December 15, 2017
Alumni and students gathered together to celebrate the Bicentennial, and to preview advances in Precision Health by each of the four schools.

Alumni boards from the University of Michigan College of Pharmacy and Schools of Dentistry, Kinesiology, and Public Health gathered together this fall to celebrate the Bicentennial, and to preview advances in Precision Health by each school.  U-M President, Mark Schissel, has identified Precision Health as a campus-wide priority.

Precision Health uses advanced tools and technology to discover the genetic, lifestyle and environmental factors that influence a population’s health and provides personalized solutions that allow individuals to improve their health and wellness.

The event began with an interprofessional student poster presentation. Students from each of the four schools shared their research with each other and U-M Health Science Alumni. Their research covered a wide range of topics, from cancer immunotherapy to suicide prevention.

“I really enjoyed the event,” said Paulette Najarian-Knight, BSPharm’80, Pharmacy’s liaison to the U-M Alumni Association. “Meeting with alumni from other disciplines was not only enlightening, but it supports the idea of interdisciplinary care. The topic was perfect, timely, and very interesting. I also loved talking to students and seeing their enthusiasm for their research.”

Faculty from the four schools presented on their unique approach to Precision Health. Precision Health at the University of Michigan expands far beyond medical treatment to include prevention, implementation and community health. Researchers at Michigan are reaching across traditional department lines to tackle complex health problems.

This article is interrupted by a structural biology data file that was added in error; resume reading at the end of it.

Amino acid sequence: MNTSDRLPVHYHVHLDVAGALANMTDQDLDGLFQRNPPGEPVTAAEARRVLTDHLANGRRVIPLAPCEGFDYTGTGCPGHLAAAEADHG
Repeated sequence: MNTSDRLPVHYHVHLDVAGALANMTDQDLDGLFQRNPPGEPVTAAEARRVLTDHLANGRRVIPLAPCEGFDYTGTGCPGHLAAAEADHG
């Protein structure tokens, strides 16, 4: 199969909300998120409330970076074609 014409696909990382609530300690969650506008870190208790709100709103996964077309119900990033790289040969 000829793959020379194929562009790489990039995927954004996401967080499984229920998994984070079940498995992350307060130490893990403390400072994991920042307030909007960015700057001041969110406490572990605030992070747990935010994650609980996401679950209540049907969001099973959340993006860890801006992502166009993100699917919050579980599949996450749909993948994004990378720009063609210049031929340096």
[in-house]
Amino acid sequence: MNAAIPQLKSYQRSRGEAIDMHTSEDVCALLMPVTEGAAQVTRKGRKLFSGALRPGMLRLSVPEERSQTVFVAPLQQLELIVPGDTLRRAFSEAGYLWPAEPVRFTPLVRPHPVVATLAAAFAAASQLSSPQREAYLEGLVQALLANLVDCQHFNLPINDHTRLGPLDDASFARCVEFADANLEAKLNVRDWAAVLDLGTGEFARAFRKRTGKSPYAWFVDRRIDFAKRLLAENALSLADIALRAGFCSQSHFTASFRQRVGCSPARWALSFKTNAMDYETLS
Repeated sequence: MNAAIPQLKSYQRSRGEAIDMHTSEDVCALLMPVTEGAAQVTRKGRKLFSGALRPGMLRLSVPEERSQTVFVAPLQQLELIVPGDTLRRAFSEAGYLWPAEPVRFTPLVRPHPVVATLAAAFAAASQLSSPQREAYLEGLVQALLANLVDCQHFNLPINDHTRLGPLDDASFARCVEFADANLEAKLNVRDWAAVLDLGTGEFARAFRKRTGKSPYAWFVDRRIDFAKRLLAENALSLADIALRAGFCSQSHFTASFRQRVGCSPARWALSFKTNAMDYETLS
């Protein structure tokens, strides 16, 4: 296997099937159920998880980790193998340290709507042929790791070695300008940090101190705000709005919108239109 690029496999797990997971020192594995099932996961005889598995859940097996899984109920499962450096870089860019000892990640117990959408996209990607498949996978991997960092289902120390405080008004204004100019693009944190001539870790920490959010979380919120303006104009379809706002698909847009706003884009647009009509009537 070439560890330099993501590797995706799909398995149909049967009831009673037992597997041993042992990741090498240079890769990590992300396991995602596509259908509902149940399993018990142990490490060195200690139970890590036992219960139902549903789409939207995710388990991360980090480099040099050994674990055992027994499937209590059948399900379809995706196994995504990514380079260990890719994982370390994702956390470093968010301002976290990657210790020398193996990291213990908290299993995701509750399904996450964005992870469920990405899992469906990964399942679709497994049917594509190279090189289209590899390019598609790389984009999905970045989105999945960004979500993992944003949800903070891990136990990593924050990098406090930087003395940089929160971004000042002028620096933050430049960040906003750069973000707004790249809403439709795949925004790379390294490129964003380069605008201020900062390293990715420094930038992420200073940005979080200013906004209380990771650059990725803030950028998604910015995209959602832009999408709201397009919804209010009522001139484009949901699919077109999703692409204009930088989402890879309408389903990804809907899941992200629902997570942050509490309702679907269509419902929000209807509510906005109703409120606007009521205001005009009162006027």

Peter Polverini, DDS, DMSc, Jonathan Taft Distinguished University Professor of Dentistry and dean emeritus, kicked off the presentations with, Making Precision Oral Health PersonalVicki Ellingrod, PharmD, John Gideon Searle Professor, associate dean for Research and Graduate Education, shared the pharmacy perspective on precision medicines.


Dr. Natalie Colabianchi, associate professor and director of the Environment and Policy Laboratory at the School of Kinesiology and research associate professor at the Institute for Social Research gave an update on Precision Health at Kinesiology. Finally, Sharon Kardia, PhD, senior associate dean for administration and Millicent W. Higgins Professor of Epidemiology at the School of Public Health addressed epigenetics and population health.

The event concluded with a question and answer session, moderated by James Dalton, PhD, dean of the College of Pharmacy, and Lori Ploutz-Snyder, MS, PhD, dean of the School of Kinesiology. Laurie McCauley, DDS, MS, PhD, dean of the School of Dentistry emceed the event.

This event was part of the University’s Bicentennial Fall Festival